Mexico quake: Rescuers race to find missing children at destroyed schoolhouse

Rescue teams frantically sifted through debris of a flattened schoolhouse in Mexico City Wednesday, in a race to find dozens of children who remain unaccounted for hours after a 7.1-magnitude earthquake hit.

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The powerful quake hit Tuesday afternoon in Chiautla de Tapia, a small town in Puebla state 80 miles south of Mexico City, the U.S. Geological Survey said.
The quake collapsed an elementary school and killed 21 children, Mexican President Enrique Pena Nieto said at the Enrique Rebsamen school in southeastern Mexico City.

Four adults died at the school and others are missing. Eleven people were rescued there overnight, Mexican Education Minister Aurelio Nuño Mayer said.

Officials said the death toll was at 217 by Wednesday morning — more than 100 in Mexico City alone. Twelve more people were found dead in the state of Mexico, outside of the capital; 72 died in the state of Morales, 43 in Puebla , three in Guerrero and one in Oaxaca.

The Mexican Civil Defense Agency revised the death toll downward from 248 without explanation early Wednesday, but the number of collapsed buildings suggests the count will likely rise.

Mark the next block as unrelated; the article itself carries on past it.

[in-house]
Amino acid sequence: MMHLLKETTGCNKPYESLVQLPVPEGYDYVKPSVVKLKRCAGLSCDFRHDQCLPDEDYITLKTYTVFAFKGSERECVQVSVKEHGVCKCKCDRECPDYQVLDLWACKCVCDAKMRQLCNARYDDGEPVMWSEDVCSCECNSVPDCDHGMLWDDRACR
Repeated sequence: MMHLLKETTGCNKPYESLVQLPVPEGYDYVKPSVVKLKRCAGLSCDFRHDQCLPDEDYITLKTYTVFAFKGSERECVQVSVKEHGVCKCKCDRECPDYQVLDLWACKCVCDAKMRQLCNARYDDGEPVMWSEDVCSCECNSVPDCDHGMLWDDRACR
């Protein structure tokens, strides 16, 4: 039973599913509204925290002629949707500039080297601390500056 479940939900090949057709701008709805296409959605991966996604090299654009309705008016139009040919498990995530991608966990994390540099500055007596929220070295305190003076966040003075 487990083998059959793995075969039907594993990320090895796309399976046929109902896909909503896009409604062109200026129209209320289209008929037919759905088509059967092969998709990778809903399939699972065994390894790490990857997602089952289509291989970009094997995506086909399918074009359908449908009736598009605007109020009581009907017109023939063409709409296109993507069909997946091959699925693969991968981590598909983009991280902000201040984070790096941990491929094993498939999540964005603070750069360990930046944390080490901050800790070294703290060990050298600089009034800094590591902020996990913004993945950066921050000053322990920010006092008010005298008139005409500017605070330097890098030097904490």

Rescue efforts are well underway across the quake-prone country, which is still recovering from an 8.1-magnitude earthquake less than two weeks ago. While Tuesday’s earthquake was less severe, it occurred in a more densely populated area of Mexico.

The quake caused extensive damage to central Mexico City buildings. Apartment blocks in the historic districts of El Centro and Roma swayed and cracked, officials said. As night fell Tuesday, it and other cities were without electricity.

U.S. President Donald Trump, who has clashed with Pena Nieto over border issues, said in a Twitter message, “God bless the people of Mexico City. We are with you and will be there for you.” Texas Gov. Greg Abbott said his state would “offer any support to aid Mexico,” and a spokesman for United Nations Secretary-General Antonio Guterres said that “the United Nations stands ready to assist.”

Incidentally, the major seismic event happened just hours after an annual earthquake drill in the Mexican capital — which was implemented after a devastating 8.0 quake hit Mexico City on the exact same day, Sept. 19, in 1985. It killed more than 6,000 people.

Mexico was also hit by Hurricane Katia earlier this month, and the Popocateptl volcano, southeast of Mexico City, vented a large cloud of ash on Tuesday.

By Ed Adamczyk